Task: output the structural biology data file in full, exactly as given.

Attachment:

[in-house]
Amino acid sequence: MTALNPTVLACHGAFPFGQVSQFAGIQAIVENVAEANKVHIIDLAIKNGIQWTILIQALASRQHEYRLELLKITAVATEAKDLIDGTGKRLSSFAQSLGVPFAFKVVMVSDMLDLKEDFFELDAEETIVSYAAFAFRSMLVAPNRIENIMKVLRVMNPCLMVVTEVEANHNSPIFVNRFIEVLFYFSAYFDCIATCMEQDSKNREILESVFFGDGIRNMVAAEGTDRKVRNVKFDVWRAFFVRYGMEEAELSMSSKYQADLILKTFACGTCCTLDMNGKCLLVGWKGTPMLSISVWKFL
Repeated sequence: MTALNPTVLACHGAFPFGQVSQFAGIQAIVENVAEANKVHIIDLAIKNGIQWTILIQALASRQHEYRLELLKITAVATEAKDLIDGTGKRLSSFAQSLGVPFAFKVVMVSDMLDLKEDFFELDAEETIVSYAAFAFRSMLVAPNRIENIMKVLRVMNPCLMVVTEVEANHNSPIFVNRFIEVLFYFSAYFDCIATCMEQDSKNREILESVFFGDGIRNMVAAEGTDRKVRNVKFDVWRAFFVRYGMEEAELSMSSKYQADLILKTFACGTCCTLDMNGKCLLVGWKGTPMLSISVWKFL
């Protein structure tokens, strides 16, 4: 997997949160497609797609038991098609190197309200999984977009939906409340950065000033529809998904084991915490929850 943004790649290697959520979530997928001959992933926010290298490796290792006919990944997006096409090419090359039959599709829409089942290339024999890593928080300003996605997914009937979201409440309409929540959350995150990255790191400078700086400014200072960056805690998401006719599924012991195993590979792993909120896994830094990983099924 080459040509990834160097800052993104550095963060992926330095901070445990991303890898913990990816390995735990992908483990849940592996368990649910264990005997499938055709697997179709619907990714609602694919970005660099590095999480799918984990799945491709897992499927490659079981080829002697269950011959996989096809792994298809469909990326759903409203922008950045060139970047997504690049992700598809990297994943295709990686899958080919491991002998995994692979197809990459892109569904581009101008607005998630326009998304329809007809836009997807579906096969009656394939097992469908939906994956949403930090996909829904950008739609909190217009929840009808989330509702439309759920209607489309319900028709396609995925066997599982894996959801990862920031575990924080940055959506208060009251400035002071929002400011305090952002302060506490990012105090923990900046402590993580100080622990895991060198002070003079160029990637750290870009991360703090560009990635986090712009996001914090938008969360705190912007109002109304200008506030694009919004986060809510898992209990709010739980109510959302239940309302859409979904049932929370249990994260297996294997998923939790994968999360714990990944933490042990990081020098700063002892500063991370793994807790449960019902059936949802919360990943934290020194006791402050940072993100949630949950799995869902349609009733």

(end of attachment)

[in-house]
Amino acid sequence: MTALNPTVLACHGAFPFGQVSQFAGIQAIVENVAEANKVHIIDLAIKNGIQWTILIQALASRQHEYRLELLKITAVATEAKDLIDGTGKRLSSFAQSLGVPFAFKVVMVSDMLDLKEDFFELDAEETIVSYAAFAFRSMLVAPNRIENIMKVLRVMNPCLMVVTEVEANHNSPIFVNRFIEVLFYFSAYFDCIATCMEQDSKNREILESVFFGDGIRNMVAAEGTDRKVRNVKFDVWRAFFVRYGMEEAELSMSSKYQADLILKTFACGTCCTLDMNGKCLLVGWKGTPMLSISVWKFL
Repeated sequence: MTALNPTVLACHGAFPFGQVSQFAGIQAIVENVAEANKVHIIDLAIKNGIQWTILIQALASRQHEYRLELLKITAVATEAKDLIDGTGKRLSSFAQSLGVPFAFKVVMVSDMLDLKEDFFELDAEETIVSYAAFAFRSMLVAPNRIENIMKVLRVMNPCLMVVTEVEANHNSPIFVNRFIEVLFYFSAYFDCIATCMEQDSKNREILESVFFGDGIRNMVAAEGTDRKVRNVKFDVWRAFFVRYGMEEAELSMSSKYQADLILKTFACGTCCTLDMNGKCLLVGWKGTPMLSISVWKFL
């Protein structure tokens, strides 16, 4: 997997949160497609797609038991098609190197309200999984977009939906409340950065000033529809998904084991915490929850 943004790649290697959520979530997928001959992933926010290298490796290792006919990944997006096409090419090359039959599709829409089942290339024999890593928080300003996605997914009937979201409440309409929540959350995150990255790191400078700086400014200072960056805690998401006719599924012991195993590979792993909120896994830094990983099924 080459040509990834160097800052993104550095963060992926330095901070445990991303890898913990990816390995735990992908483990849940592996368990649910264990005997499938055709697997179709619907990714609602694919970005660099590095999480799918984990799945491709897992499927490659079981080829002697269950011959996989096809792994298809469909990326759903409203922008950045060139970047997504690049992700598809990297994943295709990686899958080919491991002998995994692979197809990459892109569904581009101008607005998630326009998304329809007809836009997807579906096969009656394939097992469908939906994956949403930090996909829904950008739609909190217009929840009808989330509702439309759920209607489309319900028709396609995925066997599982894996959801990862920031575990924080940055959506208060009251400035002071929002400011305090952002302060506490990012105090923990900046402590993580100080622990895991060198002070003079160029990637750290870009991360703090560009990635986090712009996001914090938008969360705190912007109002109304200008506030694009919004986060809510898992209990709010739980109510959302239940309302859409979904049932929370249990994260297996294997998923939790994968999360714990990944933490042990990081020098700063002892500063991370793994807790449960019902059936949802919360990943934290020194006791402050940072993100949630949950799995869902349609009733």